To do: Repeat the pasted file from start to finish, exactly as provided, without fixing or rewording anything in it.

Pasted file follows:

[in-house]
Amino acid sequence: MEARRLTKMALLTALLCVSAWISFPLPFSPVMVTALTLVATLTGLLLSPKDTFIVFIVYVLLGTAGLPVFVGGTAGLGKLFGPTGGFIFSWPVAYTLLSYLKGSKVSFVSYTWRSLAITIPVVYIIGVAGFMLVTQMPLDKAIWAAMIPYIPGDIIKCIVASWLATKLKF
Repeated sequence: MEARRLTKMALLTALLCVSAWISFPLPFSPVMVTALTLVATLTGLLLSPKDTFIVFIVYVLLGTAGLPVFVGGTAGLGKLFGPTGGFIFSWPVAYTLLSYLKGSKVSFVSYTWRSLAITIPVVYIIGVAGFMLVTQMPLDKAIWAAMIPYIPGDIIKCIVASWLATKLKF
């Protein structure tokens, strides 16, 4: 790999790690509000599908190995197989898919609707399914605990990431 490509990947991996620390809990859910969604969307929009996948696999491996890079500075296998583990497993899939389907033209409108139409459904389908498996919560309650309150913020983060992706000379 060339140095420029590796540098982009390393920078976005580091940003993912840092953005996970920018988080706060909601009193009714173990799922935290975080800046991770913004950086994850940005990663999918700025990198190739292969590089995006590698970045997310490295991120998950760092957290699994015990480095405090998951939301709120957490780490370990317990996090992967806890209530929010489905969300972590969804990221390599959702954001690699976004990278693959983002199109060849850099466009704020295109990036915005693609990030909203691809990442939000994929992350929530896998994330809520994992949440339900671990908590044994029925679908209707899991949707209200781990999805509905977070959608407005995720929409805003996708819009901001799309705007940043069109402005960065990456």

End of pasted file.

[in-house]
Amino acid sequence: MEARRLTKMALLTALLCVSAWISFPLPFSPVMVTALTLVATLTGLLLSPKDTFIVFIVYVLLGTAGLPVFVGGTAGLGKLFGPTGGFIFSWPVAYTLLSYLKGSKVSFVSYTWRSLAITIPVVYIIGVAGFMLVTQMPLDKAIWAAMIPYIPGDIIKCIVASWLATKLKF
Repeated sequence: MEARRLTKMALLTALLCVSAWISFPLPFSPVMVTALTLVATLTGLLLSPKDTFIVFIVYVLLGTAGLPVFVGGTAGLGKLFGPTGGFIFSWPVAYTLLSYLKGSKVSFVSYTWRSLAITIPVVYIIGVAGFMLVTQMPLDKAIWAAMIPYIPGDIIKCIVASWLATKLKF
């Protein structure tokens, strides 16, 4: 790999790690509000599908190995197989898919609707399914605990990431 490509990947991996620390809990859910969604969307929009996948696999491996890079500075296998583990497993899939389907033209409108139409459904389908498996919560309650309150913020983060992706000379 060339140095420029590796540098982009390393920078976005580091940003993912840092953005996970920018988080706060909601009193009714173990799922935290975080800046991770913004950086994850940005990663999918700025990198190739292969590089995006590698970045997310490295991120998950760092957290699994015990480095405090998951939301709120957490780490370990317990996090992967806890209530929010489905969300972590969804990221390599959702954001690699976004990278693959983002199109060849850099466009704020295109990036915005693609990030909203691809990442939000994929992350929530896998994330809520994992949440339900671990908590044994029925679908209707899991949707209200781990999805509905977070959608407005995720929409805003996708819009901001799309705007940043069109402005960065990456």